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While many Santa Monicans have spent this week looking at apocalyptic pictures of California’s smoky skies from the safety of their homes, local firefighters are on the scene helping combat raging wildland fires. Around 30 of Santa Monica’s firefighters have been deployed in mutual aid assignments over the past six weeks, including 15 team members fighting the Creek, Dolan, Bobcat and Valley Fires this week.

The Santa Monica Fire Department provides engines, firefighters, incident leadership, or other speciality fire services through the state’s mutual aid system when fires exceed a community’s capacity to respond.

This week four SMFD firefighters were deployed to the Dolan Fire in the Los Padres National Forest. On Saturday night they hiked four miles to rescue a trapped firefighter and belay him down steep and treacherous terrain.

Currently, nine firefighters are combating the Creek Fire outside of Fresno, one Incident Commander is working on the Valley Fire east of San Diego, and one Equipment Manager is assigned to the Bobcat Fire in the San Gabriel Mountains. The four members participating in a Rapid Extraction Unit on the Dolan Fire were demobilized yesterday.

“We are in a West Coast wide fire siege that has drained resources nationally, caused us to exercise international mutual aid agreements, and we still are resource poor,” said SMFD Deputy Chief Tom Clemo. “We have seen significant rapidly growing fires that have consumed hundreds of thousands of acres. There has been a loss of life, loss of homes, and it has really stretched the system.”

SMFD has been participating in ongoing mutual aid wildland assignments since Aug 4, rotating team members out every 14 days. Earlier this month firefighters were deployed to the LNU Lightening Complex, August Complex, Apple, Stagecoach, Red Salmon Complex and Lake Fires.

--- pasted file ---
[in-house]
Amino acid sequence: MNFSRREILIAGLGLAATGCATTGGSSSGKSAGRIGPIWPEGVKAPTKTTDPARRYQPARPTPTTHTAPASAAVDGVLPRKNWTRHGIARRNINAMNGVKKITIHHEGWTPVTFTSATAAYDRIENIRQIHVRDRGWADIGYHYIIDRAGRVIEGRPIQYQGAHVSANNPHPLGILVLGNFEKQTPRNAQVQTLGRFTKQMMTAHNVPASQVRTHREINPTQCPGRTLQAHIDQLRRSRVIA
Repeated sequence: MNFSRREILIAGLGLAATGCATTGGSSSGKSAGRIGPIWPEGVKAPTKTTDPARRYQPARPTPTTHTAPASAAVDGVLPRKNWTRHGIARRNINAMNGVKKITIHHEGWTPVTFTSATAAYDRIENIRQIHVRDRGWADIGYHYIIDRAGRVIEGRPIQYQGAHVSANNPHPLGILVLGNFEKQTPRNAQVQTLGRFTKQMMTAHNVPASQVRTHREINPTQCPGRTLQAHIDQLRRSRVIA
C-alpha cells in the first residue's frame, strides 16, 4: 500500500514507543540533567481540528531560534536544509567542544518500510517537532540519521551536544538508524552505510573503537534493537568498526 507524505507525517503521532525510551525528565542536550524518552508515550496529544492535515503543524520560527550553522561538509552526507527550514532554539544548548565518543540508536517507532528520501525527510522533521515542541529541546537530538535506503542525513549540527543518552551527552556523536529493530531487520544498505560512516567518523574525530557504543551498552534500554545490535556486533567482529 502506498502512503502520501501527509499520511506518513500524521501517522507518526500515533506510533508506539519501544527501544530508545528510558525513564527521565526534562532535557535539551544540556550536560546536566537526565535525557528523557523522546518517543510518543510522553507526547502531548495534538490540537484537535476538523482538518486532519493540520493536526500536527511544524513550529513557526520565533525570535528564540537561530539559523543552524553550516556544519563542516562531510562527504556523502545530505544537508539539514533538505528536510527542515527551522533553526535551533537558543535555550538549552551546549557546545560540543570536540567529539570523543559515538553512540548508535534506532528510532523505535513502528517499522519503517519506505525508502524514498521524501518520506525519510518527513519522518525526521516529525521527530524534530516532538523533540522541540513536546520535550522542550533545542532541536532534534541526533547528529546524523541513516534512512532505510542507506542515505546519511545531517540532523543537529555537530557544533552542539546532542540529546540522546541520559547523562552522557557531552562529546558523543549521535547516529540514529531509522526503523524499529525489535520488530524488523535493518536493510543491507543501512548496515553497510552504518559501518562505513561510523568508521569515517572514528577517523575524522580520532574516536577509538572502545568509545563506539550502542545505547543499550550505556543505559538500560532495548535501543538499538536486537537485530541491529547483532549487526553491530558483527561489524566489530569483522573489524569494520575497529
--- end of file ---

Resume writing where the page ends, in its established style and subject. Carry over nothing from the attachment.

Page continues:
This series of fires is unusually high for summer and is a result of a series of factors including extremely hot temperatures, a lack of rain, and hundreds of lightning strikes on fuel beds. Major wildfires are currently blazing across California, Washington and Oregon.

“Mutual aid has been going on for about a month and a half now and it appears we have no end in sight,” said Clemo. “October, November and December is when Southern California starts to get the Santa Anas and we start to see some significant fires. That forecast is pretty grim.”

2020 has already been a record breaking fire season. Not only have 3 million acres burned so far, but six of the largest 20 wildfires in California’s history have occurred this year, according to the California Department of Forestry and Fire Protection.

This is predicted to worsen as Southern California enters its peak fire season this fall.

“It’s taxing, it’s taxing on families, it’s taxing on your work-rest ratio, especially some of the conditions we put people in are very difficult positions, so the duration of it is pretty substantial,” said Clemo. “You lump on COVID and the several months we’ve been dealing with that, being the tip of the spear when it comes to responding to medical incidents in a pandemic, the stresses in the fire service are the most I’ve seen in my career.”

COVID-19 protections are particularly challenging in fire camps as there can be hundreds of personnel working on a fire at one time. There are extensive measures in place to prevent the virus’s spread including video briefings, electronic plans, social distancing at bases, twice daily temperature checks and frequent sanitation.

Of the incidents Chief Clemo has worked on, only two people tested positive for COVID-19 and they are believed to have brought the virus from another state. Despite the extreme pressure this fire season has delivered on top of the pandemic, Clemo reports that the Santa Monica Fire Department feels well supported and appreciated.

“We have incredible community support for our fire department in Santa Monica,” said Clemo. “Not a day goes by that there isn’t a donation, offers of help, offers of assistance, or banners thanking the firefighters. That means a lot to us; it always has.”